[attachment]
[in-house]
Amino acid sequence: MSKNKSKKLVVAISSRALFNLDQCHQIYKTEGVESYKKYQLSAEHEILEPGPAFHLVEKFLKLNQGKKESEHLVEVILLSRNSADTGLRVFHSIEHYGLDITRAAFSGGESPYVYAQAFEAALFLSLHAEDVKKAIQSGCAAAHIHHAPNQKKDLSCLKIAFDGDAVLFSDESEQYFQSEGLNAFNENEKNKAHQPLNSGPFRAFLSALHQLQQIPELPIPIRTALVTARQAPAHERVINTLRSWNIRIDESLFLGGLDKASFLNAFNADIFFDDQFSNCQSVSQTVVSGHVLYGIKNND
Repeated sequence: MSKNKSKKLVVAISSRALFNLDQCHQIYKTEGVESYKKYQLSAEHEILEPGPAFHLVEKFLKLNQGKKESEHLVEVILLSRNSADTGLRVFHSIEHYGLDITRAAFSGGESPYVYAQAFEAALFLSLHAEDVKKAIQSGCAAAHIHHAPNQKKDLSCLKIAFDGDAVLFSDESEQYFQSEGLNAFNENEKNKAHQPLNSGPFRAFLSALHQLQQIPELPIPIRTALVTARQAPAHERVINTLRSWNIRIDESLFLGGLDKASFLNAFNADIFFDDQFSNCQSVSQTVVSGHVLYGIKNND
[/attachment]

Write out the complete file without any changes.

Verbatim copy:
[in-house]
Amino acid sequence: MSKNKSKKLVVAISSRALFNLDQCHQIYKTEGVESYKKYQLSAEHEILEPGPAFHLVEKFLKLNQGKKESEHLVEVILLSRNSADTGLRVFHSIEHYGLDITRAAFSGGESPYVYAQAFEAALFLSLHAEDVKKAIQSGCAAAHIHHAPNQKKDLSCLKIAFDGDAVLFSDESEQYFQSEGLNAFNENEKNKAHQPLNSGPFRAFLSALHQLQQIPELPIPIRTALVTARQAPAHERVINTLRSWNIRIDESLFLGGLDKASFLNAFNADIFFDDQFSNCQSVSQTVVSGHVLYGIKNND
Repeated sequence: MSKNKSKKLVVAISSRALFNLDQCHQIYKTEGVESYKKYQLSAEHEILEPGPAFHLVEKFLKLNQGKKESEHLVEVILLSRNSADTGLRVFHSIEHYGLDITRAAFSGGESPYVYAQAFEAALFLSLHAEDVKKAIQSGCAAAHIHHAPNQKKDLSCLKIAFDGDAVLFSDESEQYFQSEGLNAFNENEKNKAHQPLNSGPFRAFLSALHQLQQIPELPIPIRTALVTARQAPAHERVINTLRSWNIRIDESLFLGGLDKASFLNAFNADIFFDDQFSNCQSVSQTVVSGHVLYGIKNND